Bettye LaVette’s standout cover of Neil Young’s “Heart of Gold” was part of Atlantic Records’ attempt to make LaVette the star she likely should have been. Recorded in Detroit, where she’d recorded earlier in her career, the record tanked, as did a single recorded in Muscle Shoals later that year. After that, Atlantic pulled the plug on LaVette’s album Child of the ’70s, which was finally released – with extra tracks – not all that long ago by Rhino. It’s worth finding. (Thanks to Red Kelly at The A Side for the info and the tip.)

I do recall hearing Billy Paul’s “Me and Mrs. Jones” at least once while sipping a cup of coffee in the student union. It would have been in the fall of the year, though, when Paul’s record was No 1 for three weeks and was almost inescapable. It’s still a great record. (Billy Paul isn’t quite a One-Hit Wonder, as he reached No. 37 with “Thanks For Saving My Life” in the spring of 1974. I don’t think I’ve ever heard that one.)

The more I listen to “All Down The Line” and the tracks that surround it, the more certain I am that Exile On Main Street is the best album the Rolling Stones ever recorded and almost certainly one of the best five albums of all time.

“(I Don’t Want To) Hang Up My Rock And Roll Shoes,” which Chuck Willis wrote and took to No. 24 in 1958, was one of The Band’s perennial concert favorites. This version comes from Rock of Ages, the live recording of a New Year’s Eve performance at the end of 1971, with horn charts put together for the event by New Orleans legend Allen Toussaint. The album is a great one, and it’s available in an expanded version that includes ten bonus tracks, including three tracks with Bob Dylan.

“Cry Like A Rainstorm,” done here by its writer, Eric Kaz, is more familiar in versions by Bonnie Raitt on Takin’ My Time from 1973 and by Linda Ronstadt on Cry Like a Rainstorm – Howl Like the Wind in 1989.

The Soul Children’s “Hearsay” is just a great piece of Stax music.

A Strange, Terrifying Journey

May 10, 2011

Originally posted September 21, 2007

I wrote a little while ago about the trip my family took in 1968: my parents and I heading from Minnesota to Pennsylvania to greet my sister when she came home from six weeks in France, and the four of us heading back to Minnesota along a different route.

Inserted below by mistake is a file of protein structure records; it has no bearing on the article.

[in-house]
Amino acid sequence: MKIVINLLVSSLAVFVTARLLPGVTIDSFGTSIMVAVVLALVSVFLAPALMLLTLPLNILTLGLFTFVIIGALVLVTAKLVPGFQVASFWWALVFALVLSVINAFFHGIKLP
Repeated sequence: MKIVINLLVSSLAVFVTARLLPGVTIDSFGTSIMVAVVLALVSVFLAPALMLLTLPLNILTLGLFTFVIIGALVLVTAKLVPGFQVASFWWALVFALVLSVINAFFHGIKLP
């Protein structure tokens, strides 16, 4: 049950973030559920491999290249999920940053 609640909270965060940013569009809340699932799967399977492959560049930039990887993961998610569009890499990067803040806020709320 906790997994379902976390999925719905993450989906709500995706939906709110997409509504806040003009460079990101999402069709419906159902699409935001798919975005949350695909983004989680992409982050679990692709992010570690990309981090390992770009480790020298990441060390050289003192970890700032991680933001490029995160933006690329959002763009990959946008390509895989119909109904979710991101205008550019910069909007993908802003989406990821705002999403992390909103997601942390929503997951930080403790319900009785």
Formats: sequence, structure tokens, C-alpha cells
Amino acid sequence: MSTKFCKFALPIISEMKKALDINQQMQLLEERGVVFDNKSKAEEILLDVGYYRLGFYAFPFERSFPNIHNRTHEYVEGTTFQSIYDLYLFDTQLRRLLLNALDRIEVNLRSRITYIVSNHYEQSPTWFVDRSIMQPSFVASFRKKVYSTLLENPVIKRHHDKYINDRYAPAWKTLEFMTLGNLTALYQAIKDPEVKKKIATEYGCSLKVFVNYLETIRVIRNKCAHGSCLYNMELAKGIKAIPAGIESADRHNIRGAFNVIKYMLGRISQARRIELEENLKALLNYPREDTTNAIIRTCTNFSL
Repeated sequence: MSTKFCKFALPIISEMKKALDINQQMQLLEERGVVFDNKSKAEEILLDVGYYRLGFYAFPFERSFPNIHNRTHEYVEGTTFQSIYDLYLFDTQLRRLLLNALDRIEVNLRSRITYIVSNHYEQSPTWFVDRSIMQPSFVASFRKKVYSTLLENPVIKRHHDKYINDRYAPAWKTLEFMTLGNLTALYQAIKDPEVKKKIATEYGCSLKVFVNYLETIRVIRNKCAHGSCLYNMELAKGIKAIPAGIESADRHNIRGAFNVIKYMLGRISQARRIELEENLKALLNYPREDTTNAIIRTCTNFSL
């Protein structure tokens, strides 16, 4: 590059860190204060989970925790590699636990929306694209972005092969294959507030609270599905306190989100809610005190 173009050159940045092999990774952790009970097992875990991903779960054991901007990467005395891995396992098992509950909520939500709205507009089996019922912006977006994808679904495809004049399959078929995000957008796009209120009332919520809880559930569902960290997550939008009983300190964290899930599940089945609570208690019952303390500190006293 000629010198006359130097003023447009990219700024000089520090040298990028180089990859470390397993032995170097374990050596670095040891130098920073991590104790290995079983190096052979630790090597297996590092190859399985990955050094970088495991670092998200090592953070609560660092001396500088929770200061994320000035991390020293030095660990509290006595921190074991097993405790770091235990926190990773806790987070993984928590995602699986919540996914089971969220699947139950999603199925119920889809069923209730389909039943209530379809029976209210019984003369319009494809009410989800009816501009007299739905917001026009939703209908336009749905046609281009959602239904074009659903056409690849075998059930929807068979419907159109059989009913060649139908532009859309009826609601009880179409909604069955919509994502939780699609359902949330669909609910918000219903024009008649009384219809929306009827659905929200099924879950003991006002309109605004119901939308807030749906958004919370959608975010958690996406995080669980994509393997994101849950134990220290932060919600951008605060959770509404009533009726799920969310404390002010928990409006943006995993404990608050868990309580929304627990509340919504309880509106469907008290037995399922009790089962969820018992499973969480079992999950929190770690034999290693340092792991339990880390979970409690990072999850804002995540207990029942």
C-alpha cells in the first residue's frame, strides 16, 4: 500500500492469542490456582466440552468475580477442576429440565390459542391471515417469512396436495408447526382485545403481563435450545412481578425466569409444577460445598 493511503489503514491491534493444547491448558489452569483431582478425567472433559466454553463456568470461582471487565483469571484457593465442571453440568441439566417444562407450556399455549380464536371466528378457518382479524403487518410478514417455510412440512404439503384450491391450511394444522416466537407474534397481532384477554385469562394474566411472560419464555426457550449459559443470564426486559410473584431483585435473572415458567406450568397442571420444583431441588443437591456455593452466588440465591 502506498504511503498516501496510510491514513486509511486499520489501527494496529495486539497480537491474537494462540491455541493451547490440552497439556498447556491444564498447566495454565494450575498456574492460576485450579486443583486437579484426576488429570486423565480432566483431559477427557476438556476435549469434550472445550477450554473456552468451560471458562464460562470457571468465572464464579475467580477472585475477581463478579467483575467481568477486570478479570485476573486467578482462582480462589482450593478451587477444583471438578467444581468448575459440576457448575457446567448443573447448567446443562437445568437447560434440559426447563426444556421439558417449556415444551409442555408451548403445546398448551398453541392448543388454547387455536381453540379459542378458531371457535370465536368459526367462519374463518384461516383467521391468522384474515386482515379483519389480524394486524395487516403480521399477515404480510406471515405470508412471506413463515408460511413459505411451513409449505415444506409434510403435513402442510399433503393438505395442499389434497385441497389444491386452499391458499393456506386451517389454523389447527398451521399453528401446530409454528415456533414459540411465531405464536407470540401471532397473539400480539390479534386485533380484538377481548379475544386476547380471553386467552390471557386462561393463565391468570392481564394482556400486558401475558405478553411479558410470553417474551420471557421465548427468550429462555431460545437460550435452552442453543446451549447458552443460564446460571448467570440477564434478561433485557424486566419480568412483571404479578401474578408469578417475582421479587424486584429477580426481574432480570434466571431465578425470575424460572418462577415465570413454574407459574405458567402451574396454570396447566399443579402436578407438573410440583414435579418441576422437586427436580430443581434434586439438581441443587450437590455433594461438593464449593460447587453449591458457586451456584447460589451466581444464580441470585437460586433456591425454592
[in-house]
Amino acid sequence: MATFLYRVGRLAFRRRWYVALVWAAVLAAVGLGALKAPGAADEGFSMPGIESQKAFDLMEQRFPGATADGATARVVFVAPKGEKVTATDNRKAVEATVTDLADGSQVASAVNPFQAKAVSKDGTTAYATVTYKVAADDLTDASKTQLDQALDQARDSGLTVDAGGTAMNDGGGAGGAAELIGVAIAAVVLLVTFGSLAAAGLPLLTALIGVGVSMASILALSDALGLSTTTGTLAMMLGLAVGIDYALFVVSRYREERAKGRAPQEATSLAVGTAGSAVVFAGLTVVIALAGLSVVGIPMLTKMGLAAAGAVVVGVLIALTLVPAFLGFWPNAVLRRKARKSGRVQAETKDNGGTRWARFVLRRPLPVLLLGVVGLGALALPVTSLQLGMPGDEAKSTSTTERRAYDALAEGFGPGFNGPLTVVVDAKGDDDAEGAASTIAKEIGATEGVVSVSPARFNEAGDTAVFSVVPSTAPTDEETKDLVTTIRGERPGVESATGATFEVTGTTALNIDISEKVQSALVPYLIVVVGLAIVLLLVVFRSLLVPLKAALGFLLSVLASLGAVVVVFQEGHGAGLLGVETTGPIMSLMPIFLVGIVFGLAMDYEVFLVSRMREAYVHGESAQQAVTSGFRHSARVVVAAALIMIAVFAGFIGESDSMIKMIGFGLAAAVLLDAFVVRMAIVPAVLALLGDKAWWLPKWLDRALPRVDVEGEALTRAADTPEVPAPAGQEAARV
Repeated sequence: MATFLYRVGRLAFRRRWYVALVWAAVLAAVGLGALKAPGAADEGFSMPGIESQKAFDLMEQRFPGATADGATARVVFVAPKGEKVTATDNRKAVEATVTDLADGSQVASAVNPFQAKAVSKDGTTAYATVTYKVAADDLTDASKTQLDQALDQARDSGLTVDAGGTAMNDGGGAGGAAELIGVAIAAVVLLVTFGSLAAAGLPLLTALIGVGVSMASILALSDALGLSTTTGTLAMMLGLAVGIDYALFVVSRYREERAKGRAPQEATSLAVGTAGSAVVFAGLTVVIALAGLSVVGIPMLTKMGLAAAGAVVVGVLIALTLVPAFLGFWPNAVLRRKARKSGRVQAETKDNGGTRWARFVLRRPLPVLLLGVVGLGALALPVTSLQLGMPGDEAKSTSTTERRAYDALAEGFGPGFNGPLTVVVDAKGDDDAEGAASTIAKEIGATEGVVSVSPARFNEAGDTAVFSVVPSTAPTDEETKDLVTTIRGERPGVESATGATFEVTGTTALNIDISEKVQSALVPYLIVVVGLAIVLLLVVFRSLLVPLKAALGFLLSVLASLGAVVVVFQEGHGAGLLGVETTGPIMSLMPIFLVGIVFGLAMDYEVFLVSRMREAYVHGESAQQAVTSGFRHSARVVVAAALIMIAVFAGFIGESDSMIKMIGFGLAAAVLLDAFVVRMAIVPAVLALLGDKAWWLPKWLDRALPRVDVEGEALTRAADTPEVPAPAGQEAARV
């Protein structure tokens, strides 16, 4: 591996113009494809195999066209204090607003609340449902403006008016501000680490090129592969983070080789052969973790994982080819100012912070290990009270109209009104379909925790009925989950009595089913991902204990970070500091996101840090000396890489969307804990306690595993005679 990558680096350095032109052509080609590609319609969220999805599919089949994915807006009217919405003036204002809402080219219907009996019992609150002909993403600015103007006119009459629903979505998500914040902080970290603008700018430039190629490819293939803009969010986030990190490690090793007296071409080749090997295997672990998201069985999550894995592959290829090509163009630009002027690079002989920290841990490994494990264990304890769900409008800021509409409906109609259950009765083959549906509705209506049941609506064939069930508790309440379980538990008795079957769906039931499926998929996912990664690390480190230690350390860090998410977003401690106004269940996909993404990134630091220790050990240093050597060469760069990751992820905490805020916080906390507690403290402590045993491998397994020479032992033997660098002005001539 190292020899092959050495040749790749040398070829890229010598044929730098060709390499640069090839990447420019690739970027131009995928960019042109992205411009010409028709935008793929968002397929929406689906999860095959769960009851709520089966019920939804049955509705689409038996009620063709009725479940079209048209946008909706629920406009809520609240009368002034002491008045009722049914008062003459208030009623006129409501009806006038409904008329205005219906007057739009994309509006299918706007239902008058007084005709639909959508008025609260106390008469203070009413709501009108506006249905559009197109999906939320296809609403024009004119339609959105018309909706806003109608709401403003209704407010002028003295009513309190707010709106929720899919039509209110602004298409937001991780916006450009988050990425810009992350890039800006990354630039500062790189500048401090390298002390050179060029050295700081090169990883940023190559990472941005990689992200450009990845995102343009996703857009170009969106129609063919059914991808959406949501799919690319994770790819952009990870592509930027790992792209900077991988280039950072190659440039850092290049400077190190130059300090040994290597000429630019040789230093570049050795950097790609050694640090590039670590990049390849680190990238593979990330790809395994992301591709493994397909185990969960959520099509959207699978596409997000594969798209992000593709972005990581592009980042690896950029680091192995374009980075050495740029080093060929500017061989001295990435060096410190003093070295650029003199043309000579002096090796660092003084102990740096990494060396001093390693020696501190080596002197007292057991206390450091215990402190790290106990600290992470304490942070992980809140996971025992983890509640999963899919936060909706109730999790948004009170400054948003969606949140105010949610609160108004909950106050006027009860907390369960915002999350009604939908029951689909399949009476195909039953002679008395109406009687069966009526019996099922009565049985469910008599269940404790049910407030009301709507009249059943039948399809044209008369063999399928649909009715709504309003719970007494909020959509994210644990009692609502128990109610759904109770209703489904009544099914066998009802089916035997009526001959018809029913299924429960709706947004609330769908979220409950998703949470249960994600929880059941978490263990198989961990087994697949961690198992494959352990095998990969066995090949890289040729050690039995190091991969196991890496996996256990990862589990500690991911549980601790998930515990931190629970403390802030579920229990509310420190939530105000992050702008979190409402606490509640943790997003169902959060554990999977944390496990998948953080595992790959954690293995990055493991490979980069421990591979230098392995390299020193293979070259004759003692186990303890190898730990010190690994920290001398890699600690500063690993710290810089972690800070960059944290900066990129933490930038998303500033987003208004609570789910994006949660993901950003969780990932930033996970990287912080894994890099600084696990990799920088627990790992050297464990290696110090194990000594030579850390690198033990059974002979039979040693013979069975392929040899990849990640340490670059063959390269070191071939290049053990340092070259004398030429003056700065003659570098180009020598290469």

Well, 1968 itself was a kind of journey – as all years are, I guess – and thinking back about the world of 1968, its journey took all of us here in the U.S. through a strange and terrifying land.

The journey began at the end of January with what became known at the Tet Offensive in Vietnam, a synchronized military campaign launched against U.S. and South Vietnamese forces by the People’s Army of Vietnam – the regular army of North Vietnam – and the guerilla forces known as the Viet Cong. The end result was a military loss for the attackers, as they sustained casualties without gaining any ground (although gaining territory is not at all the aim of a guerilla war as we are learning again to what I fear will be our everlasting sorrow). But the attack was nevertheless a victory for North Vietnam and the Viet Cong, as our government and military had been assuring us for some time that our military operations had diminished our opposition’s capabilities to the point that they could no longer mount major offensives. The sight of U.S. Marines battling attackers inside the grounds of the U.S. Embassy in the city that was then called Saigon tended to lead us to other conclusions.

On an April evening in Memphis, Dr. Martin Luther King Jr. was assassinated. Riots broke out in the African-American sections of many major U.S. cities, with Washington, D.C., Baltimore and Chicago being among the most affected.